China is the predominant player on both the demand and supply sides of the global oil and gas industry.
With oil prices softening, the pressure to get more out of each well, and longer life out of every bit, will only increase.
Multi-zone play chugs on amid lower prices
Sand generates respirable dust comprising crystalline silica, which is a concern for the hydraulic fracturing industry.
Increased onshore drilling activity means an increased risk of spills that can occur at the well site—spills that can harm the environment and pose safety issues.
As the quantifying of environmental impacts becomes increasingly important for the oil and gas industry, a report from Golder Associates commends Italy’s environmental performance.
Not satisfied with their efforts on a national, federal scale, environmental and other anti-industry activists have begun to focus on the local level, in their attempt to block the U.S. shale oil and gas revolution
Precarious present, uncertain future
When your well speaks, listen
Taking safety to the next level
Horizontal wells: A standard for today
Bifurcation and belt-tightening for offshore drillers
How robust is Norway’s petroleum industry?
A new era dawns in U.S. Congress for E&P industry
SEG stimulates debates on data, technology and mammal monitoring
Hydraulic fracturing helps the geothermal industry build up steam
New EU Directive recognizes regime model for safe offshore operations
News & Resources
New products and services
Efforts to build the intelligent oil field have been underway for more than a decade. Advances have been made on a number of fronts, driven by real needs, perceived future needs and notable failures. No driver has been more visible than the Macondo incident.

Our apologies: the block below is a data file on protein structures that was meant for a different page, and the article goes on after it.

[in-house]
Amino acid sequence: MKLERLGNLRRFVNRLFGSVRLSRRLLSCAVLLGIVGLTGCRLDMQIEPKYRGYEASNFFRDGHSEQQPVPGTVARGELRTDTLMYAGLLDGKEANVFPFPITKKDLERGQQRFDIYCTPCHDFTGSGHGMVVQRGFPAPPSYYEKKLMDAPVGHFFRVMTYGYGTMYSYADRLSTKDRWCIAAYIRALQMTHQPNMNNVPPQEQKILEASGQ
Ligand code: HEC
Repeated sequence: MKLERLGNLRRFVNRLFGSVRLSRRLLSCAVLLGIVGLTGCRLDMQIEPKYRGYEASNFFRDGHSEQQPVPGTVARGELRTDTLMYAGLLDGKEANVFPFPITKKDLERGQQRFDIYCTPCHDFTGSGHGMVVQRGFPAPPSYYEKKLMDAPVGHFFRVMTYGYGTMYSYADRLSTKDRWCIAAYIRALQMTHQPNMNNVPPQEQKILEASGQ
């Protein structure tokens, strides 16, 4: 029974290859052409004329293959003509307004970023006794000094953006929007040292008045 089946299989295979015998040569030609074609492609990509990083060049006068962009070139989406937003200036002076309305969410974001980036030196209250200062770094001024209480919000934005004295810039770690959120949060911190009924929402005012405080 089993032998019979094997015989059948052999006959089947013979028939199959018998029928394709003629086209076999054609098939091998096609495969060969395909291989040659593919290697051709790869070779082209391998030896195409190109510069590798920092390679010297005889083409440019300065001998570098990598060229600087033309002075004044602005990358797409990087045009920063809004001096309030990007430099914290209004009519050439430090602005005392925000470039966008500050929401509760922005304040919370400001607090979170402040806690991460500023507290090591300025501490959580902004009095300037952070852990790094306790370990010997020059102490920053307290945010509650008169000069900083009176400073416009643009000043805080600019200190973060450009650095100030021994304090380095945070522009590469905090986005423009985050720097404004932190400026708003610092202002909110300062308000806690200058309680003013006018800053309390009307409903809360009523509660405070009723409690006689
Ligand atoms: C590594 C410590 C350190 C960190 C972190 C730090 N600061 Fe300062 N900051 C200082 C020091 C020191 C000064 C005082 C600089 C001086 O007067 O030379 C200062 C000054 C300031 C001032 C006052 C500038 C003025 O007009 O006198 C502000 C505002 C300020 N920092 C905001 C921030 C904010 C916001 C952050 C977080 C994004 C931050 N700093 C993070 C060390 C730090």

The North American shale revolution has completely changed the visibility of oil and gas operations, throughout the world. Shale development is attractive for most countries, because it can increase domestic supply (with the potential for exports) and displace the use of coal or liquid hydrocarbons. The economic impact (job creation, capital expenditures, revenues to the state) provides positive benefits. Two of the most impressive benefits include the economic impact of low-cost natural gas on the economy, and the sharp decrease in greenhouse gas emissions, due to decreased reliance on coal-fired power plants.
“The government, flush with wealth, is expected to be generous. When the price of that commodity drops, a government which would remain in power dare not cut back on this generosity.”—Daniel Yergin, The Prize
In 1971, Walt Disney World held its grand opening in Florida. My entire family was there on that day, and, for many years to follow, we made our annual pilgrimage to the Magic Kingdom. While it was loads of fun, many of the attractions were educational and designed to inspire. For me, Walt Disney’s Carousel of Progress in Tomorrowland was a pivotal attraction. The Carousel of Progress depicts a typical American family and explores the joys of living through technological advances across different time periods, including speculation about how these improvements might continue into the future.